In the case of cost sharing participants, multiple parties hold economic rights to the IP being cost-shared. Reasonably anticipated benefit (RAB) shares are normally adjusted annually to reflect new forecasts of revenues and costs in different jurisdictions. Differential rates of inflation across jurisdictions could lead to significant changes in the relative RAB shares compared to a taxpayer’s prior calculations. As such, MNEs in cost sharing arrangements should update their forecasts for changing macroeconomic conditions to calculate accurate RAB shares.

What if the controlled party’s results are outside the comparable company range?

The arm’s length range of results may shift due to the impact of inflation, and the tested party may unexpectedly fall outside the arm’s length range. Therefore, MNEs should scrutinise and update their benchmarks to determine if they remain sufficiently comparable to the tested party, or if adjustments need to be made.  

In addition, many industries (such as the consumer goods/retail sectors) experience volatility in profit levels due to inflation, and this will impact benchmarking in these industries. In practice, MNEs sometimes choose to refresh their benchmarks only once every three years. Given the current economic environment, MNEs should consider more frequent updates to their benchmarks to ensure that their controlled transactions fall within the arm’s length range. Furthermore, taxpayers may use a longer multiyear period (for example, five years instead of three) to help address volatility in a single year.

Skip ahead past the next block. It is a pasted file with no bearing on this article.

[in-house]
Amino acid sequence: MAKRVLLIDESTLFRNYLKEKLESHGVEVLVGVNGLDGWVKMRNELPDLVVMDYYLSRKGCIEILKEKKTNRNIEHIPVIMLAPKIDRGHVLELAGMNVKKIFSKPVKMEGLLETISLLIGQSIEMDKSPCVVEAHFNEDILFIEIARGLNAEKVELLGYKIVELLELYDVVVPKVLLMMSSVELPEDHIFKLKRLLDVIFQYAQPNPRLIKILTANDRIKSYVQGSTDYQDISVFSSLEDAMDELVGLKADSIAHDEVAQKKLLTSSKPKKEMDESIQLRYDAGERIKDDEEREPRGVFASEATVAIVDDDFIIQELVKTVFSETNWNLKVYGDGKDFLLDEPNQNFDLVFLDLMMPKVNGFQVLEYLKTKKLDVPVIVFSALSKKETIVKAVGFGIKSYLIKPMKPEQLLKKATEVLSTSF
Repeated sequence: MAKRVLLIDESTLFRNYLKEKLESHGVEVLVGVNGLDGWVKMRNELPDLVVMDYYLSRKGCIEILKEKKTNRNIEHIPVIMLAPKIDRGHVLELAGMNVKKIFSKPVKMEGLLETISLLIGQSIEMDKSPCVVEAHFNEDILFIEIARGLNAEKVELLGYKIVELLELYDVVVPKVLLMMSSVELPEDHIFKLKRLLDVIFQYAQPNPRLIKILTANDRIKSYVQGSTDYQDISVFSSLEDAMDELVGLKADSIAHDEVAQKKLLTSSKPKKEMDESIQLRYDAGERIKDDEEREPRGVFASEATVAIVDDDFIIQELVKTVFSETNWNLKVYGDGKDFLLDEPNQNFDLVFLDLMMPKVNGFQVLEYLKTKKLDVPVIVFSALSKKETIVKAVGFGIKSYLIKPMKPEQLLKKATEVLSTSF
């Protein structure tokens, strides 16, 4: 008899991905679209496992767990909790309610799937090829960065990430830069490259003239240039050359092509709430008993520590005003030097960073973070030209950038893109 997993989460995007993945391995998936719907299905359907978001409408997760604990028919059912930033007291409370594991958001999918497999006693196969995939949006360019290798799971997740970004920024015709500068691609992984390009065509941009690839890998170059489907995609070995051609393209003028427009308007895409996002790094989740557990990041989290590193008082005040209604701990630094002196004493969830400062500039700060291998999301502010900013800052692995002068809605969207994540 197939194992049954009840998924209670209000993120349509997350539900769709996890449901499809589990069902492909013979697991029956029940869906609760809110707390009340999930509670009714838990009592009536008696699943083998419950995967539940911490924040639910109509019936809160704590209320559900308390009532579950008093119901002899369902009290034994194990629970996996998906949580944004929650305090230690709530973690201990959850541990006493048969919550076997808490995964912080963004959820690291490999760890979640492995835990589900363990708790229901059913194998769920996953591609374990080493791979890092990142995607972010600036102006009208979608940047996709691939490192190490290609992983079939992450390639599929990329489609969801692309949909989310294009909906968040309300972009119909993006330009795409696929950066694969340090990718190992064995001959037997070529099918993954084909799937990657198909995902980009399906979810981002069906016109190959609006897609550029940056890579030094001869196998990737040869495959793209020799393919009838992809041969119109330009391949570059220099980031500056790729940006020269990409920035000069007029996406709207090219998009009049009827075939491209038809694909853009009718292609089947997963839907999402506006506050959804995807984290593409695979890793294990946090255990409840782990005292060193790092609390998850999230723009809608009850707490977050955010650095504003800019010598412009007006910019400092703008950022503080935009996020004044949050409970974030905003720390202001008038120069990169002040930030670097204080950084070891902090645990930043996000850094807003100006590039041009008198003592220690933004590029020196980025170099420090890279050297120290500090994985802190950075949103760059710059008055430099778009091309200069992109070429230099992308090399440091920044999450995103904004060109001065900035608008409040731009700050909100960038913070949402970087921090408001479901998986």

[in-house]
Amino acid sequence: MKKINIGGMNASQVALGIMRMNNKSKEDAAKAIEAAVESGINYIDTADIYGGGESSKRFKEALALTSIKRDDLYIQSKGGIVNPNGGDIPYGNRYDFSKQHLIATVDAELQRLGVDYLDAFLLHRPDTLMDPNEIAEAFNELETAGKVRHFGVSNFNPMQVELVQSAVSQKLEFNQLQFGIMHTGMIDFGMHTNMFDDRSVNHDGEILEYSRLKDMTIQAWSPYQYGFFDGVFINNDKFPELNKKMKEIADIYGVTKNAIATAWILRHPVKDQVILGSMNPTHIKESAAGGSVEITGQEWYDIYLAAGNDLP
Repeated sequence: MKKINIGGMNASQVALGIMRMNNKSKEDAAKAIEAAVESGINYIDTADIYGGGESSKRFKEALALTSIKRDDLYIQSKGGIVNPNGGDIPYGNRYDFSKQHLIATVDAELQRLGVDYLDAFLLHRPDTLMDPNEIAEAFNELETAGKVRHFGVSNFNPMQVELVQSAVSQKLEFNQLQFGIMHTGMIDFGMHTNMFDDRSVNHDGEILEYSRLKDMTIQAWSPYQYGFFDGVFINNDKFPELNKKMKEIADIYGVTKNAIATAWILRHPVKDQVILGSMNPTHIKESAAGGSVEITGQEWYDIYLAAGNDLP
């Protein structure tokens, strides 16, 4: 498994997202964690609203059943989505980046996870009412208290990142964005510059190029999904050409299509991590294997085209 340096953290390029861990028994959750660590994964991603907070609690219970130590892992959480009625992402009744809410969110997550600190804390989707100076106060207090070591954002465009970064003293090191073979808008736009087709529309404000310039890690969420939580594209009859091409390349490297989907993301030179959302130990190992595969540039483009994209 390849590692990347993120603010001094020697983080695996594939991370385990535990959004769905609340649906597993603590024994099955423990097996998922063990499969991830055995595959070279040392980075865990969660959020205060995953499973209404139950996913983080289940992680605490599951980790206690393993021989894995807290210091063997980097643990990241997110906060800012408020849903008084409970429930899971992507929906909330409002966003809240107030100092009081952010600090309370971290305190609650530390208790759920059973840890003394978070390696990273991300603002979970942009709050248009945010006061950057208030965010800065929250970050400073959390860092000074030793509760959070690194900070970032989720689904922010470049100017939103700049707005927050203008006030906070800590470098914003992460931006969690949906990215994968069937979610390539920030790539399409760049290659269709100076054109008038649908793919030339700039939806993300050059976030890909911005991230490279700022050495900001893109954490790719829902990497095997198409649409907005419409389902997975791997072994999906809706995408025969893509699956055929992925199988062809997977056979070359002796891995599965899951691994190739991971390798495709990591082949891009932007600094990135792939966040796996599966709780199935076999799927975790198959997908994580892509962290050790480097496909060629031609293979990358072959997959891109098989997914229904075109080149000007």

To keep abreast of changing market conditions, MNEs can implement transfer pricing automation technologies to monitor intercompany transactions more effectively in real time and to minimise control risk and year-end adjustments. This will assist MNEs to not only actively track the operational results of related parties engaging in intercompany transactions but also to perform transfer pricing adjustments more frequently. 


The current macroeconomic environment is volatile, and most tax practitioners have not seen such conditions during their careers. The recent rise in the CPI to peak at a 40-year high of 9.1 percent during 2022 necessitates careful consideration of how MNEs will continue to comply with the arm’s length standard. BDO can help U.S. multinational taxpayers navigate the complexity by helping to assess the impact of inflation on transfer pricing arrangements as a result of the current macroeconomic environment.

Chandra Sarkar
Sean Turner
BDO in United States